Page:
8. S.I.
The fuck is this shit?

I realize The Resident Patient 2 is a mixtape, so asking for cohesion is akin to looking for direct answers in the Bible, but the placement of this track right after “S.I.” is ridiculous. Not that this song is any good, mind you. But if Deck ever decided to re-use these lyrics on a Wu-Tang Clan posse cut, all of you stans would shout your praise from the rooftops, and I count myself in your numbers.

This actually makes me long for The Movement, and that album sucked. Inspectah Deck hasn't exactly fallen to U-God levels of mediocrity, but there's still time.

Deck swipes Hova's “Trouble”, my favorite Dr. Dre-produced track from Kingdom Come. (In fact, he jacks a few Dre prescriptions for this “project”; I think he's trying to subliminally tell us something. And by something, I mean that he needs professional help, and someone should inform him that Dr. Dre is not a licensed practitioner.) It's gimmicky, but not entirely without merit. Why is it that people ignore the fact that Denzel Washington's crooked cop from Training Day didn't actually say “King Kong ain't got nothing on me”? That line was cleaned up for the trailer, folks: Denzel actually yells “King Kong ain't got shit on me!”. My theory is that everyone was distracted by one of two things: the lovely Eva Mendes (for obvious reasons) or that punching bag that was dressed up as Ethan Hawke.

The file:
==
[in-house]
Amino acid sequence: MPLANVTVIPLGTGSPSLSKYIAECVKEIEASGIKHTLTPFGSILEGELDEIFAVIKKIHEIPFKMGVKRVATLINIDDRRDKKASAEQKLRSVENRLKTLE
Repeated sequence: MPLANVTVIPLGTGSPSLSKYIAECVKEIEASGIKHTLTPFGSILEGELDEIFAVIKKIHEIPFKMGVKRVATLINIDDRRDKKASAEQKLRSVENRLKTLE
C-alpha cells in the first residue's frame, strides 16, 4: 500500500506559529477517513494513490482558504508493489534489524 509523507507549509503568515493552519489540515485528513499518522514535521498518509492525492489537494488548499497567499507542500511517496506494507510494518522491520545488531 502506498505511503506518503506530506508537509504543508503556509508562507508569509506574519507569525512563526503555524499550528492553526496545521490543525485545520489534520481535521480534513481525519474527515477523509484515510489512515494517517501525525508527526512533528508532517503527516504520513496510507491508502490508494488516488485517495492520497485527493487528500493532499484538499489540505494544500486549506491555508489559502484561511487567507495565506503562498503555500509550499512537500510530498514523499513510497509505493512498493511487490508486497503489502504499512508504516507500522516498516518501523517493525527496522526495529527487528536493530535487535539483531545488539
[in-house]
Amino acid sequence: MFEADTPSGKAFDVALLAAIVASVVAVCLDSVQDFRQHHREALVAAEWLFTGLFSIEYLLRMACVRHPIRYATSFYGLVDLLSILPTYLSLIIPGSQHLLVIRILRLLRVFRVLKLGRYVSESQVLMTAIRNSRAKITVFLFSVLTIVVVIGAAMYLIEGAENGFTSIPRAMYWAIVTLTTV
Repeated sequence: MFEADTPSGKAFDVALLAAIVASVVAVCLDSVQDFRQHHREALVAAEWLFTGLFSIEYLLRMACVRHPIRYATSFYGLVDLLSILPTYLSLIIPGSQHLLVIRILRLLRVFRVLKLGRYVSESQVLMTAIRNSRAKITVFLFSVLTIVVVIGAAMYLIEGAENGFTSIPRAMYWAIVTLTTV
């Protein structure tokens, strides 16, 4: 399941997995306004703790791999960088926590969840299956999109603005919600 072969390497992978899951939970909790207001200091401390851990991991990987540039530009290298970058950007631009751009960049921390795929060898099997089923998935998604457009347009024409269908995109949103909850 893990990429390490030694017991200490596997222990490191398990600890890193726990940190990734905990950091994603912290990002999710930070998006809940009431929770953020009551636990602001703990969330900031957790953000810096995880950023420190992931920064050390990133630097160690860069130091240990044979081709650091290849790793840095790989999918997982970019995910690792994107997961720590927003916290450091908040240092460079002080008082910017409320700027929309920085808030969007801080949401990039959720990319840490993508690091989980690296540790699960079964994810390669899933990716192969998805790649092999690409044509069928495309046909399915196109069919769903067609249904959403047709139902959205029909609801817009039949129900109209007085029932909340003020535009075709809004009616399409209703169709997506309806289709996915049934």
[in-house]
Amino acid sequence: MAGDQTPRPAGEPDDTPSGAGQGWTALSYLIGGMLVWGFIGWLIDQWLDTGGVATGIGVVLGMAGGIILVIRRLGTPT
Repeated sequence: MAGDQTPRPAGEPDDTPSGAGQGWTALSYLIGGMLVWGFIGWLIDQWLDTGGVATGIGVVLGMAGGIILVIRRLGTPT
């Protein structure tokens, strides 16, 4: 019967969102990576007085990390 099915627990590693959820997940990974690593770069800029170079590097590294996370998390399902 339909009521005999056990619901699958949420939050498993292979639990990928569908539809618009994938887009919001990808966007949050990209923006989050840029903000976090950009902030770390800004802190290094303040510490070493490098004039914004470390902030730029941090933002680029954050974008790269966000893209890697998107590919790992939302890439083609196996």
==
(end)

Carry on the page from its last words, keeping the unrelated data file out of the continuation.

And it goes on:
Recording a sequel to the first song on The Resident Patient 2 was probably a bad idea, but one could see this as the beginning of a side two of sorts. No, seriously, one could, but it's up in the air as to whether one will. At least this track sounds better than its predecessor.